Balancing Needs: Corporate, Employees, Self


Steve Smith commented on yesterday's post, “I think managers have a tough job, especially middle managers. I think that middle managers who are respectful to their employees but choose to execute to abide with their management team's decision are acting in a dignified manner.”

Steve is right, and it's not always easy to balance the needs of the company, the manager's employees, and the manager's needs. When this has happened to me, I go back to these questions:

  1. What do they pay me to do? (This helps me derive the company and employee needs)
  2. What decisions do I need to make or actions I need to take that I can live with? (This derives my needs)
  3. Can I reconcile those decisions or actions with what they pay me to do and how I can live with myself?

If I can't successfully reconcile the decisions or actions with my needs, I stop working at this company. If I can, I continue to work at the company. Maybe a couple of stories will help.

Story 1: I was a Director of Quality at a company. The software stunk. They'd brought me in to fix the process. As with many change and process initiatives, we moved at glacier-like speed. The management team asked me to sign a legal document attesting to the quality of the software. I asked them these questions:

  1. Am I signing in my capacity as Director of Quality?
  2. Am I describing reality or wishful thinking?
  3. What is my liability if I sign this?

In the past, my job was to take the heat at customer meetings, to push for change, and to lead the corporate quality initiative. This was a new responsibility, and I needed clarity. My management wanted me to take the heat. But they also wanted me to describe a process we couldn't even agree on, never mind implement. And, I had substantial liability if the customer became angry and sued us.

This was a no-brainer. I didn't sign anything. In fact, no one signed anything, because we couldn't do what the customer wanted. I helped my management see what was happening, something else they paid me to do.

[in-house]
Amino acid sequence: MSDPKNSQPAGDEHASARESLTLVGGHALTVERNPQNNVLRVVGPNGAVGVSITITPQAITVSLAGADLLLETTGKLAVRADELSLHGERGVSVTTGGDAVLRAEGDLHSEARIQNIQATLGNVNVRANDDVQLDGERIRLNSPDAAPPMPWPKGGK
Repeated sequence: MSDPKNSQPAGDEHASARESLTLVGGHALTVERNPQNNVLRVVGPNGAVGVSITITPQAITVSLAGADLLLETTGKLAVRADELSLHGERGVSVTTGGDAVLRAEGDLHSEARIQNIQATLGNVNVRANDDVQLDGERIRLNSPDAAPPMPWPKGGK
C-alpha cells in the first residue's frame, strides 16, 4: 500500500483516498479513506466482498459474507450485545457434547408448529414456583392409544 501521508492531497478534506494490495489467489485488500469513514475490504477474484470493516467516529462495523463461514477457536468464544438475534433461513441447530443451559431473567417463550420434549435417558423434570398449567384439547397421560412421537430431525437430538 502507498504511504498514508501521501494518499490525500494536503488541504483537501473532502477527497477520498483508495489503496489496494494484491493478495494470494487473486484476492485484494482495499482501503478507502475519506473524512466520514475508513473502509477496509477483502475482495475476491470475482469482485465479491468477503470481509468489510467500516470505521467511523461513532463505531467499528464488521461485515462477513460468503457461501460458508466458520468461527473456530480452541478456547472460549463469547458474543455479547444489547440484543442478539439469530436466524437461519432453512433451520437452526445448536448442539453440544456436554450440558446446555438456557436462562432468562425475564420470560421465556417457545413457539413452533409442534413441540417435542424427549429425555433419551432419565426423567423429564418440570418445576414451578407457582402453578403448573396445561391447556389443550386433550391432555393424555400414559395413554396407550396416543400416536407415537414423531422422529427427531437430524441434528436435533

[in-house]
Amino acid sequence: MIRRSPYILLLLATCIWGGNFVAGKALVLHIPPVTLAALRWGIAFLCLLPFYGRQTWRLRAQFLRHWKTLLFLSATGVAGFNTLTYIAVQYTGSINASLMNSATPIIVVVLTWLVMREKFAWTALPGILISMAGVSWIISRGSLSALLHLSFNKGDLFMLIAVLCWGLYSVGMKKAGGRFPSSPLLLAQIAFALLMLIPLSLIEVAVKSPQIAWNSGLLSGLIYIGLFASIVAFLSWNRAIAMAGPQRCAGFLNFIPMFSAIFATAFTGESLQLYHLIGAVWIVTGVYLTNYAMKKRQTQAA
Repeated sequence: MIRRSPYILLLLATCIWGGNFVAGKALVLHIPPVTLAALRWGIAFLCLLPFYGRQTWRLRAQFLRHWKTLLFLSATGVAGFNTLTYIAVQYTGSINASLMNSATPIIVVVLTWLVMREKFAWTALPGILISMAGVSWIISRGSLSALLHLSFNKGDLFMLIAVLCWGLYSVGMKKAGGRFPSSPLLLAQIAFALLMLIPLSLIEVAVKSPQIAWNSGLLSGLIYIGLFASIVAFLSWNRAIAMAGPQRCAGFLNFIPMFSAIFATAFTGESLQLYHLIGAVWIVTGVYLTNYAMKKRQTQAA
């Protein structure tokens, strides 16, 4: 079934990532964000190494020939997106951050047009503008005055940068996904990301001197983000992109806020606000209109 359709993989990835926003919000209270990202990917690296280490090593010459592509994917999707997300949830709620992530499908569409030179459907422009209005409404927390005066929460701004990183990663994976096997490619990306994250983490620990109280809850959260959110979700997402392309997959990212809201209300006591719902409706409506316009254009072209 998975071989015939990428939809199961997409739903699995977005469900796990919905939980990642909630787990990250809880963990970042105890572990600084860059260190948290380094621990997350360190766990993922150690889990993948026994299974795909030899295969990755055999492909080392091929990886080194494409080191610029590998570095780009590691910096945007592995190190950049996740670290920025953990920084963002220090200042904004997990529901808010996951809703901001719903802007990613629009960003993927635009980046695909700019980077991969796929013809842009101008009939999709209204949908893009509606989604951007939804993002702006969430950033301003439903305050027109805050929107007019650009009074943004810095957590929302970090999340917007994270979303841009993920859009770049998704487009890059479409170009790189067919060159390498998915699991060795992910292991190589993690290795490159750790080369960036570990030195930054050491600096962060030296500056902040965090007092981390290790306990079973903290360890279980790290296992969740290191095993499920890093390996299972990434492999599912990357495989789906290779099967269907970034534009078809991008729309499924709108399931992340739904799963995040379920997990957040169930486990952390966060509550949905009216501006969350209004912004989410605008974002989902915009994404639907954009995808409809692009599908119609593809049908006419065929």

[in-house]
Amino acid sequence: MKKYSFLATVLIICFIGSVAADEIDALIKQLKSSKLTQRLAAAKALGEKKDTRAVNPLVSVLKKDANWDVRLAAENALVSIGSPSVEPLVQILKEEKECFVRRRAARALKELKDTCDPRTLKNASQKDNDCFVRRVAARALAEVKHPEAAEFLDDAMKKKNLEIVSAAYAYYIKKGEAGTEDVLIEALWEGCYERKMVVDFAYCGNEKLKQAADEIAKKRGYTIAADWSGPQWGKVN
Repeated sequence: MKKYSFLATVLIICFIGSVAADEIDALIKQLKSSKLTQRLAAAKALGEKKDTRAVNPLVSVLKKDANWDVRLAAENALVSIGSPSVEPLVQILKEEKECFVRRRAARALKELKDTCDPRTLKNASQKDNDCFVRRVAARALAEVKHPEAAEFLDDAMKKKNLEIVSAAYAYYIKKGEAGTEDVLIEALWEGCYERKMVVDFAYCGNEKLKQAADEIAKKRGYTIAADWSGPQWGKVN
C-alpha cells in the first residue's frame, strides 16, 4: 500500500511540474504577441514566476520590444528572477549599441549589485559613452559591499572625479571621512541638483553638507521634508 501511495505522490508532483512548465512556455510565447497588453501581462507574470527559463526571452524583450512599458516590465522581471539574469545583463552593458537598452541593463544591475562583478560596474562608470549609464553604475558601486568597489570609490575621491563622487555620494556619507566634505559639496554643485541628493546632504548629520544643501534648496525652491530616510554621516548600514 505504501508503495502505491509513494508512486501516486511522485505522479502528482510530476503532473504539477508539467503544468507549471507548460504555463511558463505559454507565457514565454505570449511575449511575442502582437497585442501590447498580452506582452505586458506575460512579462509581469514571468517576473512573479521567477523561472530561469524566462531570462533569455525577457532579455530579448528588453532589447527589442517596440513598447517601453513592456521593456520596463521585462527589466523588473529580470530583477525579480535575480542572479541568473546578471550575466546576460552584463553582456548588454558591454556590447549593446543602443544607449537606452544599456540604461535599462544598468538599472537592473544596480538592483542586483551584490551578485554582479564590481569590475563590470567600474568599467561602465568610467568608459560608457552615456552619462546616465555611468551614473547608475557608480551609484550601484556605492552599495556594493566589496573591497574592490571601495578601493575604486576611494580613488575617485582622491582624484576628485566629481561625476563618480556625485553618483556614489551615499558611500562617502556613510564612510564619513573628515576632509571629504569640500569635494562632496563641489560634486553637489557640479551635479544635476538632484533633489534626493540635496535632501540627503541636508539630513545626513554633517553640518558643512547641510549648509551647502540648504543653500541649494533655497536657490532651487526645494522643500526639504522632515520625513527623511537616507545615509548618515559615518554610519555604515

Story 2: I was a Director of Development and had inherited a “problem” employee. My boss came by my office one day, and said, “Fire Sam.” I asked why. Boss said, “I'm tired of his expletive deleted questions. I don't care how good he is, fire him.”

I told my boss that if he had problems with my employee, he should come to me. I would work with the employee manage his behavior. If that didn't work, I would fire him myself. But, they didn't pay me to fire someone whose interpersonal skills were inadequate. At least, not without providing feedback, and coaching if necessary. I chose to provide feedback. The employee chose coaching. We were successful.

I've participated in layoffs before. If the senior managers make the decisions, they get to have the joy of the announcement. If they let me make my own decisions, they are also balancing the needs of the business, the employees, and their needs. Once they take over my decision-making, they're not thinking about one of the pieces. That's when layoffs go bad and seem irrational. And, that's when the middle managers can't be respectful to their employees, nor act in a dignified manner.

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